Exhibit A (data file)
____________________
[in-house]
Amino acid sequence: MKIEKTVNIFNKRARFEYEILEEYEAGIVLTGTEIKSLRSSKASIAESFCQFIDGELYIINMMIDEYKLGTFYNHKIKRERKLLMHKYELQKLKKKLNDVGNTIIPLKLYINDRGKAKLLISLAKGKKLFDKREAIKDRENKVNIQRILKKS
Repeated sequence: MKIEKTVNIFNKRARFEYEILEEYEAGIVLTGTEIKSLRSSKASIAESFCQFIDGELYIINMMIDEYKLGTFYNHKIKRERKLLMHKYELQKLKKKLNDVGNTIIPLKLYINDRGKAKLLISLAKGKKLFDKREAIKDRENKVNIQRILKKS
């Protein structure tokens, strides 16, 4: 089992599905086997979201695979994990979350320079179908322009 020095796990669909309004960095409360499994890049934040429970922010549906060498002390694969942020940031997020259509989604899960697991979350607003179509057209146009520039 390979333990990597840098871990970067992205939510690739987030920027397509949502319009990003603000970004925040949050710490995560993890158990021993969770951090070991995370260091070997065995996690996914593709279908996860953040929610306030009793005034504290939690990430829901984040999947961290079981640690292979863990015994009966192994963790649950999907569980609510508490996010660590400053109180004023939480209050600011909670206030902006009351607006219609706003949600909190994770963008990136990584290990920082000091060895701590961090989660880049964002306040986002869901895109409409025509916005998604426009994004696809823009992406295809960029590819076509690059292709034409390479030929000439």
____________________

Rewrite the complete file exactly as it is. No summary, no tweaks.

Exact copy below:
[in-house]
Amino acid sequence: MKIEKTVNIFNKRARFEYEILEEYEAGIVLTGTEIKSLRSSKASIAESFCQFIDGELYIINMMIDEYKLGTFYNHKIKRERKLLMHKYELQKLKKKLNDVGNTIIPLKLYINDRGKAKLLISLAKGKKLFDKREAIKDRENKVNIQRILKKS
Repeated sequence: MKIEKTVNIFNKRARFEYEILEEYEAGIVLTGTEIKSLRSSKASIAESFCQFIDGELYIINMMIDEYKLGTFYNHKIKRERKLLMHKYELQKLKKKLNDVGNTIIPLKLYINDRGKAKLLISLAKGKKLFDKREAIKDRENKVNIQRILKKS
């Protein structure tokens, strides 16, 4: 089992599905086997979201695979994990979350320079179908322009 020095796990669909309004960095409360499994890049934040429970922010549906060498002390694969942020940031997020259509989604899960697991979350607003179509057209146009520039 390979333990990597840098871990970067992205939510690739987030920027397509949502319009990003603000970004925040949050710490995560993890158990021993969770951090070991995370260091070997065995996690996914593709279908996860953040929610306030009793005034504290939690990430829901984040999947961290079981640690292979863990015994009966192994963790649950999907569980609510508490996010660590400053109180004023939480209050600011909670206030902006009351607006219609706003949600909190994770963008990136990584290990920082000091060895701590961090989660880049964002306040986002869901895109409409025509916005998604426009994004696809823009992406295809960029590819076509690059292709034409390479030929000439």